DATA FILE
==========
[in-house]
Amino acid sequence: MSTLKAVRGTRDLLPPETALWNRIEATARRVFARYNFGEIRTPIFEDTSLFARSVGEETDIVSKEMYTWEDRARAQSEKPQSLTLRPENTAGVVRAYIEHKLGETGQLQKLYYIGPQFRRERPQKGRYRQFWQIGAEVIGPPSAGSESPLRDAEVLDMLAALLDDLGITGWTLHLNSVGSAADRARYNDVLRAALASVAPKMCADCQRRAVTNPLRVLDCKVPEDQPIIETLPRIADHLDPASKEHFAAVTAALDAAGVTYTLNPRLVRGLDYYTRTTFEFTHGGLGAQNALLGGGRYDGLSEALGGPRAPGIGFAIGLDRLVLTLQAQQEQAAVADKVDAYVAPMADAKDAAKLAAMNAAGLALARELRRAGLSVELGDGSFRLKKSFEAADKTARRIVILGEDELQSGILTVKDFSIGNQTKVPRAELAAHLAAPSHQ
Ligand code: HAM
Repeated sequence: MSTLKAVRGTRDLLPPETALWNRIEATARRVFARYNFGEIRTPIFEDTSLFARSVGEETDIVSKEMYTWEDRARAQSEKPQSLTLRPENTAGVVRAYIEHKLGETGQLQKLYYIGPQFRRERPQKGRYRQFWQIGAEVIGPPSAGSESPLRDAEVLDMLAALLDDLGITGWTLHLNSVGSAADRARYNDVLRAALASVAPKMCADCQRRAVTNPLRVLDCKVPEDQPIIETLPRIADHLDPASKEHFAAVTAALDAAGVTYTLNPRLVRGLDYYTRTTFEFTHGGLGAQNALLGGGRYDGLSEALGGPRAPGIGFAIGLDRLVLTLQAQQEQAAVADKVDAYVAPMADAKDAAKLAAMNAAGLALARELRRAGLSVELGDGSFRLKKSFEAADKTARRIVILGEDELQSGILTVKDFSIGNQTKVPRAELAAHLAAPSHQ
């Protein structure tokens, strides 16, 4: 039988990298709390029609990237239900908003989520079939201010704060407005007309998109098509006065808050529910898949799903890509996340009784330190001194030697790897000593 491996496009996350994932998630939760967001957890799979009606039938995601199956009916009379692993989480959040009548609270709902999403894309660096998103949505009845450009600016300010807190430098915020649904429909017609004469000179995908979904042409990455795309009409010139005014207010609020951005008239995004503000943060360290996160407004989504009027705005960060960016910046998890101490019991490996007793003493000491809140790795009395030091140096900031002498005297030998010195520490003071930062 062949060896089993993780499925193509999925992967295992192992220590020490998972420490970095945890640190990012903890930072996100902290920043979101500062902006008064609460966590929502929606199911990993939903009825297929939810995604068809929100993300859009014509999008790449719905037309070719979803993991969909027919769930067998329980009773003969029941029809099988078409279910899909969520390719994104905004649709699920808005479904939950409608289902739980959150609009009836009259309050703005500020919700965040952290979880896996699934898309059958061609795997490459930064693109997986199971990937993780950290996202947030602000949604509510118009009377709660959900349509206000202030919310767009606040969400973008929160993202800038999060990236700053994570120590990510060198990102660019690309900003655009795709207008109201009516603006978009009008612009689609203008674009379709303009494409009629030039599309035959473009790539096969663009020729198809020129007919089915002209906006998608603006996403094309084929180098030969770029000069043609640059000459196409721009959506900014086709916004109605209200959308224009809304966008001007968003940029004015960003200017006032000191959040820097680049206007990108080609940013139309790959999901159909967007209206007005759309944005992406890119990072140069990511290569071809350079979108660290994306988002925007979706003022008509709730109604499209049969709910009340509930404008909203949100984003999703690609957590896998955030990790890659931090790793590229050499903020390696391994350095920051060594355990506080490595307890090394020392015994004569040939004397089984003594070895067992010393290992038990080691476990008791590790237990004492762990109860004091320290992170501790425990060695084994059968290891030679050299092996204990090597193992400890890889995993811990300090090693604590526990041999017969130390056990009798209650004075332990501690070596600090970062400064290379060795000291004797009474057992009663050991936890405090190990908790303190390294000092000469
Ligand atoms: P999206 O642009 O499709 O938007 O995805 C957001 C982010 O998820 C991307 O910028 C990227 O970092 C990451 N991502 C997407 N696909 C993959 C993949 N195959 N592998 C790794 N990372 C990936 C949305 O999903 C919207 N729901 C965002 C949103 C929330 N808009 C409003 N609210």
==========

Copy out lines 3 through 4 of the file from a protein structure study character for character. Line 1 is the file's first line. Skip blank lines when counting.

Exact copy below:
Ligand code: HAM
Repeated sequence: MSTLKAVRGTRDLLPPETALWNRIEATARRVFARYNFGEIRTPIFEDTSLFARSVGEETDIVSKEMYTWEDRARAQSEKPQSLTLRPENTAGVVRAYIEHKLGETGQLQKLYYIGPQFRRERPQKGRYRQFWQIGAEVIGPPSAGSESPLRDAEVLDMLAALLDDLGITGWTLHLNSVGSAADRARYNDVLRAALASVAPKMCADCQRRAVTNPLRVLDCKVPEDQPIIETLPRIADHLDPASKEHFAAVTAALDAAGVTYTLNPRLVRGLDYYTRTTFEFTHGGLGAQNALLGGGRYDGLSEALGGPRAPGIGFAIGLDRLVLTLQAQQEQAAVADKVDAYVAPMADAKDAAKLAAMNAAGLALARELRRAGLSVELGDGSFRLKKSFEAADKTARRIVILGEDELQSGILTVKDFSIGNQTKVPRAELAAHLAAPSHQ